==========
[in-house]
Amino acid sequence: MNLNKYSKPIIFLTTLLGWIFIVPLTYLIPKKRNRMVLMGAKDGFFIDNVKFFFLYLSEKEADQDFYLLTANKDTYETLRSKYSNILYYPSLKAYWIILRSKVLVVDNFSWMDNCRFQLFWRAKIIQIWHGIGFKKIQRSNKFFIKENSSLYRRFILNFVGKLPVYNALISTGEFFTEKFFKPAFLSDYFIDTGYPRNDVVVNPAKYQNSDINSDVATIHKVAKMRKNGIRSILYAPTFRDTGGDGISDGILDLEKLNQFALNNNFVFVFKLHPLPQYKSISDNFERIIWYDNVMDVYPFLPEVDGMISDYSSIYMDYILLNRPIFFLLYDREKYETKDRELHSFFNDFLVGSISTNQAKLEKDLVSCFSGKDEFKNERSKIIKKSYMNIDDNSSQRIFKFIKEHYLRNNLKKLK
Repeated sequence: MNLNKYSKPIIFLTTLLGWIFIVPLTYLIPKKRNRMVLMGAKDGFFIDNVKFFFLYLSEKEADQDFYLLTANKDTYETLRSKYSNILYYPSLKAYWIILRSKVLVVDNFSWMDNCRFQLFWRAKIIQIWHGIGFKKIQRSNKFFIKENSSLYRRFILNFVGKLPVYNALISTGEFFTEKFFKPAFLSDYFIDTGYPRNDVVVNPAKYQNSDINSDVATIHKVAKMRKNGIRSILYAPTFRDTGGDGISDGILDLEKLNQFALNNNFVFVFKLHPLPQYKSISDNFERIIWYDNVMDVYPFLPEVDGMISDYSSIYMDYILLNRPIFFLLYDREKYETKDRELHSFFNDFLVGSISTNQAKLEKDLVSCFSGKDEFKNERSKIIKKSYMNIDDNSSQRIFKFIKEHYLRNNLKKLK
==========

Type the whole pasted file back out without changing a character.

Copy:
[in-house]
Amino acid sequence: MNLNKYSKPIIFLTTLLGWIFIVPLTYLIPKKRNRMVLMGAKDGFFIDNVKFFFLYLSEKEADQDFYLLTANKDTYETLRSKYSNILYYPSLKAYWIILRSKVLVVDNFSWMDNCRFQLFWRAKIIQIWHGIGFKKIQRSNKFFIKENSSLYRRFILNFVGKLPVYNALISTGEFFTEKFFKPAFLSDYFIDTGYPRNDVVVNPAKYQNSDINSDVATIHKVAKMRKNGIRSILYAPTFRDTGGDGISDGILDLEKLNQFALNNNFVFVFKLHPLPQYKSISDNFERIIWYDNVMDVYPFLPEVDGMISDYSSIYMDYILLNRPIFFLLYDREKYETKDRELHSFFNDFLVGSISTNQAKLEKDLVSCFSGKDEFKNERSKIIKKSYMNIDDNSSQRIFKFIKEHYLRNNLKKLK
Repeated sequence: MNLNKYSKPIIFLTTLLGWIFIVPLTYLIPKKRNRMVLMGAKDGFFIDNVKFFFLYLSEKEADQDFYLLTANKDTYETLRSKYSNILYYPSLKAYWIILRSKVLVVDNFSWMDNCRFQLFWRAKIIQIWHGIGFKKIQRSNKFFIKENSSLYRRFILNFVGKLPVYNALISTGEFFTEKFFKPAFLSDYFIDTGYPRNDVVVNPAKYQNSDINSDVATIHKVAKMRKNGIRSILYAPTFRDTGGDGISDGILDLEKLNQFALNNNFVFVFKLHPLPQYKSISDNFERIIWYDNVMDVYPFLPEVDGMISDYSSIYMDYILLNRPIFFLLYDREKYETKDRELHSFFNDFLVGSISTNQAKLEKDLVSCFSGKDEFKNERSKIIKKSYMNIDDNSSQRIFKFIKEHYLRNNLKKLK